Generation of Rab29 knock-out LRRK2[R1441C] and Rab29 knock-out VPS35[D620N] knock-in mice
The generation of LRRK2[R1441C] knock-in mice and VPS35[D620N] knock-in mice were described previously [21,26]. Rab29 knock-out heterozygous mice were crossed with LRRK2[R1441C] or VPS35[D620N] knock-in homozygous mice to produce double heterozygous mice for Rab29 knock-out and LRRK2[R1441C] or VPS35[D620N] knock-in. Double heterozygous mice were crossed to produce the following genotypes: Rab29 wildtype/LRRK2 (or VPS35) wildtype, Rab29 knock-out/LRRK2 (or VPS35) wildtype, Rab29 wildtype/LRRK2[R1441C] (or VPS35[D620N]) or Rab29 knock-out/LRRK2[R1441C] (or VPS35[D620N]) (1/16 frequency of indicated genotypes by Mendelian inheritance). Double homozygous mice of the aforementioned genotypes were then expanded as four different subsets to produce additional double homozygous mice for mouse embryonic fibroblast (MEF) generation and MLi-2 injection studies. Matched mice of the same generation were used for experimental studies.
Generation of transgenic Rab29 overexpressing mice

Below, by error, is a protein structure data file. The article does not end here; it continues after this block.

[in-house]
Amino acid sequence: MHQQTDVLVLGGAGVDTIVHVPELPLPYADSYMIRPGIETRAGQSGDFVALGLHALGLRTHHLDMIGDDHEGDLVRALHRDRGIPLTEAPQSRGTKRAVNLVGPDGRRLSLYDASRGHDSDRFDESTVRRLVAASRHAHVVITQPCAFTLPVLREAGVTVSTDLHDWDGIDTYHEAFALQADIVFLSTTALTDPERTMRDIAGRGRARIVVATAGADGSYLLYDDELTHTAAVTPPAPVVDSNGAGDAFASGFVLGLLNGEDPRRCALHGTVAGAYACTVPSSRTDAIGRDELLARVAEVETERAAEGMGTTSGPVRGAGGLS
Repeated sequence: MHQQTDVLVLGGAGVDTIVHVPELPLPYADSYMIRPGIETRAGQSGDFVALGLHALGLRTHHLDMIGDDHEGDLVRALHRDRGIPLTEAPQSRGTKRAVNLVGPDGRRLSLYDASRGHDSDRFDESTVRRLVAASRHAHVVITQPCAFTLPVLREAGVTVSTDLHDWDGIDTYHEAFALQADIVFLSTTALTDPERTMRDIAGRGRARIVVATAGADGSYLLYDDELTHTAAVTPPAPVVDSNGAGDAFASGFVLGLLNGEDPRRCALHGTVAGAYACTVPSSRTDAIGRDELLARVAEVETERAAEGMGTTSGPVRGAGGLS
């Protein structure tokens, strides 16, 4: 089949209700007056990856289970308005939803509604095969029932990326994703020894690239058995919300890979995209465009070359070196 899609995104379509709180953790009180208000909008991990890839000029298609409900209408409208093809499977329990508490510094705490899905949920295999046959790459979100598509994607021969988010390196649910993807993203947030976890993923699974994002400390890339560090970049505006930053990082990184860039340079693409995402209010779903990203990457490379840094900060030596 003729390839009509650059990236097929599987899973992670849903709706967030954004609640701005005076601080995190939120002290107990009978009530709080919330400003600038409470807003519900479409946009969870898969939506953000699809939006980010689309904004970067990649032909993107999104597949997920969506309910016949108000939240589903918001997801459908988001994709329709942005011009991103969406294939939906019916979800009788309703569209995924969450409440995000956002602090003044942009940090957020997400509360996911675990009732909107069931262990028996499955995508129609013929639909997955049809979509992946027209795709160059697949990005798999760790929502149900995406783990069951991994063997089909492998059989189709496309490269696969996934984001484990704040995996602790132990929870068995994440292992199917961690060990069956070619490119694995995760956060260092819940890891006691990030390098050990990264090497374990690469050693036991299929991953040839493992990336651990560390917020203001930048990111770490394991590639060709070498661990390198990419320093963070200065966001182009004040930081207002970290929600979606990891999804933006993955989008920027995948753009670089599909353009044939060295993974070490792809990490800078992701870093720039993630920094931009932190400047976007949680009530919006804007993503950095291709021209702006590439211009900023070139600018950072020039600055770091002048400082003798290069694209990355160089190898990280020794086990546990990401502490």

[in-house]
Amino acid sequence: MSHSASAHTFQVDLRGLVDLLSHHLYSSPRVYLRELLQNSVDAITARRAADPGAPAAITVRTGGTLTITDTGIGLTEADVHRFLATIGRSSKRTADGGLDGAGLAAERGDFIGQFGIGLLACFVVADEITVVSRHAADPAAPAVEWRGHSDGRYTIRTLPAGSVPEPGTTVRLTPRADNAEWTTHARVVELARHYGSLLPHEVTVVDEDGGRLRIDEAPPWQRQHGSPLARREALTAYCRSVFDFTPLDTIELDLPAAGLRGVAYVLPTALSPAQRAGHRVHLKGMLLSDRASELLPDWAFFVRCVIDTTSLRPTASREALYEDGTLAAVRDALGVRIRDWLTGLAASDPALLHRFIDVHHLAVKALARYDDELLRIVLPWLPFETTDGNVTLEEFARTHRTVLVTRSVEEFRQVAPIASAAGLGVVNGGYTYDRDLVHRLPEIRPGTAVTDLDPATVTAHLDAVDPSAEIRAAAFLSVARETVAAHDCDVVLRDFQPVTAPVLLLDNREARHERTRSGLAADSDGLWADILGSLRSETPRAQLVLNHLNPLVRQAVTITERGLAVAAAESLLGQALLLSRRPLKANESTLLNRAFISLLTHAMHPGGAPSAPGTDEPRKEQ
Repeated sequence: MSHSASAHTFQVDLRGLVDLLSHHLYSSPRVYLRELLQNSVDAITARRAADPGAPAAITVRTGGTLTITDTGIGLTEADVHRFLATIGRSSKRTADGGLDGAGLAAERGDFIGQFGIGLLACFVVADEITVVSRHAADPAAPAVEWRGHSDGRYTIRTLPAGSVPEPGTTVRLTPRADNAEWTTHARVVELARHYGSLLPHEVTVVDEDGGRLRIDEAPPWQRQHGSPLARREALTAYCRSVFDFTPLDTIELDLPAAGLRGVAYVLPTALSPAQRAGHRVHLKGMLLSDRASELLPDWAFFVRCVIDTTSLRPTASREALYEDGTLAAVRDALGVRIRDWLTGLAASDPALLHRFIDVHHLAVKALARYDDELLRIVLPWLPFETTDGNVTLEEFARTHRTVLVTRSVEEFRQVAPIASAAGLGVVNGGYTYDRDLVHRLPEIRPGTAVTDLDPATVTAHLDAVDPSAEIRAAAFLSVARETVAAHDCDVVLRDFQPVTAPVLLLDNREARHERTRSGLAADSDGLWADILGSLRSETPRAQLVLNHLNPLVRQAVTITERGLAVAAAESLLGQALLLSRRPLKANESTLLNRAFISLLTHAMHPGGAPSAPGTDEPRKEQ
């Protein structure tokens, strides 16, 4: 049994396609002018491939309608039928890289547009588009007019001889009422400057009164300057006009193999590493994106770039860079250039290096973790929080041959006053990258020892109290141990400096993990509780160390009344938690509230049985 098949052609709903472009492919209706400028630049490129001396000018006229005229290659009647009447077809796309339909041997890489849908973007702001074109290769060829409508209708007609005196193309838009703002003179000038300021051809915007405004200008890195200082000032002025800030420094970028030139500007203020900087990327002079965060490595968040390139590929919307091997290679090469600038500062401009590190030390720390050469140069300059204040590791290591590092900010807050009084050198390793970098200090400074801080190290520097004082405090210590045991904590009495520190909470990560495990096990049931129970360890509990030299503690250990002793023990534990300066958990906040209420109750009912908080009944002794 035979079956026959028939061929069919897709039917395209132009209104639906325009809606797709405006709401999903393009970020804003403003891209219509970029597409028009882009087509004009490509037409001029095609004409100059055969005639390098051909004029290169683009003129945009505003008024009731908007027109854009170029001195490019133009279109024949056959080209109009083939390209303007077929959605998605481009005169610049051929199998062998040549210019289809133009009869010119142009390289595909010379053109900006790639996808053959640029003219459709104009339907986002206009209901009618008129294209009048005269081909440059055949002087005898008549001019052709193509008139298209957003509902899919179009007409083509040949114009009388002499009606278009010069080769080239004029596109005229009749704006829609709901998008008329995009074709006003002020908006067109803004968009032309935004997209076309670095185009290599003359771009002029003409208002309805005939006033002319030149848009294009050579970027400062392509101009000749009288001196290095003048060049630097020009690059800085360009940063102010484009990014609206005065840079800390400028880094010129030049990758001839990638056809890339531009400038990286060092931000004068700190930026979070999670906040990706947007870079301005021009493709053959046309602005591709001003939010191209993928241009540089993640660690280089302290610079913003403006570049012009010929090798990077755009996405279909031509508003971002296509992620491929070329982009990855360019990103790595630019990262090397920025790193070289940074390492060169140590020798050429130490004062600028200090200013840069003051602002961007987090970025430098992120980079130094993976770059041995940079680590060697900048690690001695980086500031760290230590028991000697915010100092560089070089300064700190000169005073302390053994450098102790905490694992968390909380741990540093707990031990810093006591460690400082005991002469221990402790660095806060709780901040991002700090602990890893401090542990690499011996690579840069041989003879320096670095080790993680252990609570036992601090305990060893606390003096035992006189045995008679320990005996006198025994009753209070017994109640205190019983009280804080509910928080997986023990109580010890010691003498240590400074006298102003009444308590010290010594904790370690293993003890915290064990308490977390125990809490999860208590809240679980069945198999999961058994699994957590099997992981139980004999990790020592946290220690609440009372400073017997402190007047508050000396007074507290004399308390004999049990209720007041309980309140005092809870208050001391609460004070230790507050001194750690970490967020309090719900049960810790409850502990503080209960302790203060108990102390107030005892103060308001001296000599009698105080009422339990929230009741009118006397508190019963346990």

The Michael J. Fox Foundation for Parkinson's Research generated the transgenic Rab29-overexpressing mouse model (C57BL/6NTac-Gt(ROSA)26Sortm1(Pgk-Rab29)Tac), which is made available through Taconic (Model 16552). The constitutive knock-in of Pgk-Rab29 in the ROSA26 locus via targeted transgenesis was undertaken by Taconic. The Rab29 sequence was synthesized according to the NCBI transcript NM_144875.2. The following elements were inserted into the ROSA26 locus (NCBI gene ID: 14910) using recombination-mediated cassette exchange (RMCE): a Pgk promoter, the Rab29 open reading frame together with a Kozak sequence (GCCACC), the human growth hormone (hGH) polyadenylation signal and an additional polyadenylation signal. The RMCE vector was transfected into the Taconic Biosciences C57Bl/6 embryonic stem (ES) cell line equipped with RMCE docking sites in the ROSA26 locus. The ES cell line pre-equipped with F3/FRT — RMCE docking sites was grown on a mitotically inactivated feeder layer comprised of MEFs in ES cell culture medium containing Leukemia inhibitory factor and Fetal Bovine Serum. The cells were co-transfected with the circular exchange vector containing the transgene and the recombinase pCAG-Flpe pA. The transfection was performed via lipofection with a commercially available kit. From day 2 onwards, the medium was replaced daily with medium containing the appropriate selection antibiotics. The recombinant clones were isolated using positive neomycin resistance selection. On day 7 after transfection, resistant ES cell colonies (ES clones) with a distinct morphology were isolated. The clones were expanded and frozen in liquid nitrogen after extensive molecular validation by Southern Blotting and/or PCR. Quality control of the ES cell line used for transfection was performed at Chrombios GmbH (Germany). Karyotype analysis was undertaken by multicolor fluorescence in situ hybridization with probes for all murine chromosomes (mFISH) to confirm that the cell line meets the quality standard for parental ES cell lines used for targeting experiments. To generate chimeras, superovulated BALB/c females were mated with BALB/c males following hormone administration. Blastocysts were isolated from the uterus at dpc 3.5. For microinjection, blastocysts were placed in a drop of DMEM with 15% FCS under mineral oil. A flat tip, piezo actuated microinjection-pipette with an internal diameter of 12–15 micrometer was used to inject 10–15 targeted C57BL/6NTac ES cells into each blastocyst. After recovery, eight injected blastocysts were transferred to each uterine horn of 2.5 days post coitum, pseudopregnant NMRI females. Chimerism was measured in chimeras (G0) by coat color contribution of ES cells to the BALB/c host (black/white). Germline transmission occurred during an IVF expansion using chimeric males and C57BL/6NTac oocyte donors. The colony is maintained by mating wildtype C57BL/6NTac females to heterozygous males and heterozygous females to wildtype C57BL/6NTac males.